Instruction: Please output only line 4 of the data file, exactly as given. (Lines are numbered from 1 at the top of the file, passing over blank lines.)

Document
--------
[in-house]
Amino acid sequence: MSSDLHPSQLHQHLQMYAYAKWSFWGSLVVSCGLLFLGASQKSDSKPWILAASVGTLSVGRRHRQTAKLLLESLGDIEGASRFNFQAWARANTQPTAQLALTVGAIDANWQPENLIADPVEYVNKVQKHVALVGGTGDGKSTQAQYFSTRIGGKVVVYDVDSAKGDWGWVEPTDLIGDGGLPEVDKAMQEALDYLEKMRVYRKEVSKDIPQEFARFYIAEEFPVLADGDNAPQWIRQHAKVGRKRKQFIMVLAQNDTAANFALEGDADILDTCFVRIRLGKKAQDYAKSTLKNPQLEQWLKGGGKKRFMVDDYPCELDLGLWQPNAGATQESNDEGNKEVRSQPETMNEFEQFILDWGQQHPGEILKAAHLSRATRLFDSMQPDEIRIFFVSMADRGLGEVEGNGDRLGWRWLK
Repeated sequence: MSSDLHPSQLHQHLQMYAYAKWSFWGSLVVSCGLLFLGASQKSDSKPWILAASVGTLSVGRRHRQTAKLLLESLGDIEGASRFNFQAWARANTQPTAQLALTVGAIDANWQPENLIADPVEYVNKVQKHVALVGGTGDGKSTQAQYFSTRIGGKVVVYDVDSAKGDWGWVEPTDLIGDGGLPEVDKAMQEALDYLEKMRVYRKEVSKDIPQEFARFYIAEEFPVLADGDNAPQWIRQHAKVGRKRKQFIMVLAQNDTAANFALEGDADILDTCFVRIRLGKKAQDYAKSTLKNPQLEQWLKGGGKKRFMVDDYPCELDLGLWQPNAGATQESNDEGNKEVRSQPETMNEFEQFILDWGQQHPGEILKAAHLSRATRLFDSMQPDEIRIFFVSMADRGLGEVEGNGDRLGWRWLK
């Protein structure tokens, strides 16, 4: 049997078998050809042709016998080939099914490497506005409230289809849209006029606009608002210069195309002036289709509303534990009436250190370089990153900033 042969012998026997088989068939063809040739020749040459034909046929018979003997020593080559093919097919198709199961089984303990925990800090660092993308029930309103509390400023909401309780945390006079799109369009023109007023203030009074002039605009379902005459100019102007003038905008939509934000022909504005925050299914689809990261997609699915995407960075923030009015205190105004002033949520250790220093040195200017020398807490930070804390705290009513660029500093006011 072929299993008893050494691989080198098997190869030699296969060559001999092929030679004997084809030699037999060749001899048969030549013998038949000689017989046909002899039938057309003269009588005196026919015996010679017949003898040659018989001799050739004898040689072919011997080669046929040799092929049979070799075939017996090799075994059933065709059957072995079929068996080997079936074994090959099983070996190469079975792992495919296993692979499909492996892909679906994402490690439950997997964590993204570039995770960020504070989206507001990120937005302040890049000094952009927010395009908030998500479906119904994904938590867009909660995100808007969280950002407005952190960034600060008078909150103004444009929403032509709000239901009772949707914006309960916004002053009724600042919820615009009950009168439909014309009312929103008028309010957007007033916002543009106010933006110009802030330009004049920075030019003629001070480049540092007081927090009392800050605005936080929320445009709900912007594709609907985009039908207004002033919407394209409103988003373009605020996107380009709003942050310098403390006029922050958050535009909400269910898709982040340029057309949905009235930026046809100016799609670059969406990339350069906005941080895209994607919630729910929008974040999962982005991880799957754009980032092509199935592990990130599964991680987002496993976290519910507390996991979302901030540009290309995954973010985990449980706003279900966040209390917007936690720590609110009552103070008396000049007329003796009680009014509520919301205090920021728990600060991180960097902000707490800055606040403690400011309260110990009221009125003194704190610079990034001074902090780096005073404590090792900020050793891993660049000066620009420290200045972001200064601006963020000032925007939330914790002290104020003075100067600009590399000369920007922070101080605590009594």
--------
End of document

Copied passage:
């Protein structure tokens, strides 16, 4: 049997078998050809042709016998080939099914490497506005409230289809849209006029606009608002210069195309002036289709509303534990009436250190370089990153900033 042969012998026997088989068939063809040739020749040459034909046929018979003997020593080559093919097919198709199961089984303990925990800090660092993308029930309103509390400023909401309780945390006079799109369009023109007023203030009074002039605009379902005459100019102007003038905008939509934000022909504005925050299914689809990261997609699915995407960075923030009015205190105004002033949520250790220093040195200017020398807490930070804390705290009513660029500093006011 072929299993008893050494691989080198098997190869030699296969060559001999092929030679004997084809030699037999060749001899048969030549013998038949000689017989046909002899039938057309003269009588005196026919015996010679017949003898040659018989001799050739004898040689072919011997080669046929040799092929049979070799075939017996090799075994059933065709059957072995079929068996080997079936074994090959099983070996190469079975792992495919296993692979499909492996892909679906994402490690439950997997964590993204570039995770960020504070989206507001990120937005302040890049000094952009927010395009908030998500479906119904994904938590867009909660995100808007969280950002407005952190960034600060008078909150103004444009929403032509709000239901009772949707914006309960916004002053009724600042919820615009009950009168439909014309009312929103008028309010957007007033916002543009106010933006110009802030330009004049920075030019003629001070480049540092007081927090009392800050605005936080929320445009709900912007594709609907985009039908207004002033919407394209409103988003373009605020996107380009709003942050310098403390006029922050958050535009909400269910898709982040340029057309949905009235930026046809100016799609670059969406990339350069906005941080895209994607919630729910929008974040999962982005991880799957754009980032092509199935592990990130599964991680987002496993976290519910507390996991979302901030540009290309995954973010985990449980706003279900966040209390917007936690720590609110009552103070008396000049007329003796009680009014509520919301205090920021728990600060991180960097902000707490800055606040403690400011309260110990009221009125003194704190610079990034001074902090780096005073404590090792900020050793891993660049000066620009420290200045972001200064601006963020000032925007939330914790002290104020003075100067600009590399000369920007922070101080605590009594």